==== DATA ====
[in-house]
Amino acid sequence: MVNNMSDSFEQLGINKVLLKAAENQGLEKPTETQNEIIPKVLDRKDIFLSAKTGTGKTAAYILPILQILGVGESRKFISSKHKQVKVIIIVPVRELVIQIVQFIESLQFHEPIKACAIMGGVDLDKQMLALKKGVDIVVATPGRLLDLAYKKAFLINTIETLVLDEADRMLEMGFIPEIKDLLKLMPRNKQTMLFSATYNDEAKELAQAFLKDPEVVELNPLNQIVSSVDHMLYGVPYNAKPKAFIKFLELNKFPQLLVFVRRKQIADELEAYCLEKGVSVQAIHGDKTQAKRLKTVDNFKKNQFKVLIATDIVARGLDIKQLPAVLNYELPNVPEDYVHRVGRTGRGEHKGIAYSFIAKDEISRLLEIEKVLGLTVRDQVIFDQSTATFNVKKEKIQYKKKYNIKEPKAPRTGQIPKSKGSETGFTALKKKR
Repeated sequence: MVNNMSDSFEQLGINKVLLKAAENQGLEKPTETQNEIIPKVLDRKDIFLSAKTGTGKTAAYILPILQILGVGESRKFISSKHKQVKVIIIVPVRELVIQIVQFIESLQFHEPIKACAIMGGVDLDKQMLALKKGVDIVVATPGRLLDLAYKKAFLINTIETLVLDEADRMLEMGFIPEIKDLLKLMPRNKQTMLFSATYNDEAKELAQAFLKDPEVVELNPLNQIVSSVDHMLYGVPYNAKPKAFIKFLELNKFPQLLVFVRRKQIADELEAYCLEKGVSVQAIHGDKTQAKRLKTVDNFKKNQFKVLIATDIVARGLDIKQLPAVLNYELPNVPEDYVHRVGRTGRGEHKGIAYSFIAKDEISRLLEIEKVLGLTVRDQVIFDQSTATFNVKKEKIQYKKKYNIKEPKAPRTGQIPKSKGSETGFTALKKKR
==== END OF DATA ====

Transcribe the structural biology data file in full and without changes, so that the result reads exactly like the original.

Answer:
[in-house]
Amino acid sequence: MVNNMSDSFEQLGINKVLLKAAENQGLEKPTETQNEIIPKVLDRKDIFLSAKTGTGKTAAYILPILQILGVGESRKFISSKHKQVKVIIIVPVRELVIQIVQFIESLQFHEPIKACAIMGGVDLDKQMLALKKGVDIVVATPGRLLDLAYKKAFLINTIETLVLDEADRMLEMGFIPEIKDLLKLMPRNKQTMLFSATYNDEAKELAQAFLKDPEVVELNPLNQIVSSVDHMLYGVPYNAKPKAFIKFLELNKFPQLLVFVRRKQIADELEAYCLEKGVSVQAIHGDKTQAKRLKTVDNFKKNQFKVLIATDIVARGLDIKQLPAVLNYELPNVPEDYVHRVGRTGRGEHKGIAYSFIAKDEISRLLEIEKVLGLTVRDQVIFDQSTATFNVKKEKIQYKKKYNIKEPKAPRTGQIPKSKGSETGFTALKKKR
Repeated sequence: MVNNMSDSFEQLGINKVLLKAAENQGLEKPTETQNEIIPKVLDRKDIFLSAKTGTGKTAAYILPILQILGVGESRKFISSKHKQVKVIIIVPVRELVIQIVQFIESLQFHEPIKACAIMGGVDLDKQMLALKKGVDIVVATPGRLLDLAYKKAFLINTIETLVLDEADRMLEMGFIPEIKDLLKLMPRNKQTMLFSATYNDEAKELAQAFLKDPEVVELNPLNQIVSSVDHMLYGVPYNAKPKAFIKFLELNKFPQLLVFVRRKQIADELEAYCLEKGVSVQAIHGDKTQAKRLKTVDNFKKNQFKVLIATDIVARGLDIKQLPAVLNYELPNVPEDYVHRVGRTGRGEHKGIAYSFIAKDEISRLLEIEKVLGLTVRDQVIFDQSTATFNVKKEKIQYKKKYNIKEPKAPRTGQIPKSKGSETGFTALKKKR